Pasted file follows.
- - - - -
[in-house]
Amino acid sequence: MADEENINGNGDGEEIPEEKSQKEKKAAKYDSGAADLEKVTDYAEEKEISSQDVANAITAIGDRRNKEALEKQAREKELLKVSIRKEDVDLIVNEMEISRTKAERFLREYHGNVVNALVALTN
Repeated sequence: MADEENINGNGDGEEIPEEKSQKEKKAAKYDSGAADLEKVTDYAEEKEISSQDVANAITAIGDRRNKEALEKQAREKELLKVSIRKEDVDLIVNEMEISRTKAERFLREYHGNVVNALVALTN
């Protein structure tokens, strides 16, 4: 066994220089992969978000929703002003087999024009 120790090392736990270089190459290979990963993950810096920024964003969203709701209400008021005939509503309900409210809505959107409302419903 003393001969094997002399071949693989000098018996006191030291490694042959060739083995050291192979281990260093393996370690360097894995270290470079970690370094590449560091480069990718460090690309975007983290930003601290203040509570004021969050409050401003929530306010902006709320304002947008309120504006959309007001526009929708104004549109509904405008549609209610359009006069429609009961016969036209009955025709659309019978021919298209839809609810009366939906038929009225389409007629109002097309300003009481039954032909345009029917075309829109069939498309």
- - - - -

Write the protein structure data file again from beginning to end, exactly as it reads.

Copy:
[in-house]
Amino acid sequence: MADEENINGNGDGEEIPEEKSQKEKKAAKYDSGAADLEKVTDYAEEKEISSQDVANAITAIGDRRNKEALEKQAREKELLKVSIRKEDVDLIVNEMEISRTKAERFLREYHGNVVNALVALTN
Repeated sequence: MADEENINGNGDGEEIPEEKSQKEKKAAKYDSGAADLEKVTDYAEEKEISSQDVANAITAIGDRRNKEALEKQAREKELLKVSIRKEDVDLIVNEMEISRTKAERFLREYHGNVVNALVALTN
């Protein structure tokens, strides 16, 4: 066994220089992969978000929703002003087999024009 120790090392736990270089190459290979990963993950810096920024964003969203709701209400008021005939509503309900409210809505959107409302419903 003393001969094997002399071949693989000098018996006191030291490694042959060739083995050291192979281990260093393996370690360097894995270290470079970690370094590449560091480069990718460090690309975007983290930003601290203040509570004021969050409050401003929530306010902006709320304002947008309120504006959309007001526009929708104004549109509904405008549609209610359009006069429609009961016969036209009955025709659309019978021919298209839809609810009366939906038929009225389409007629109002097309300003009481039954032909345009029917075309829109069939498309």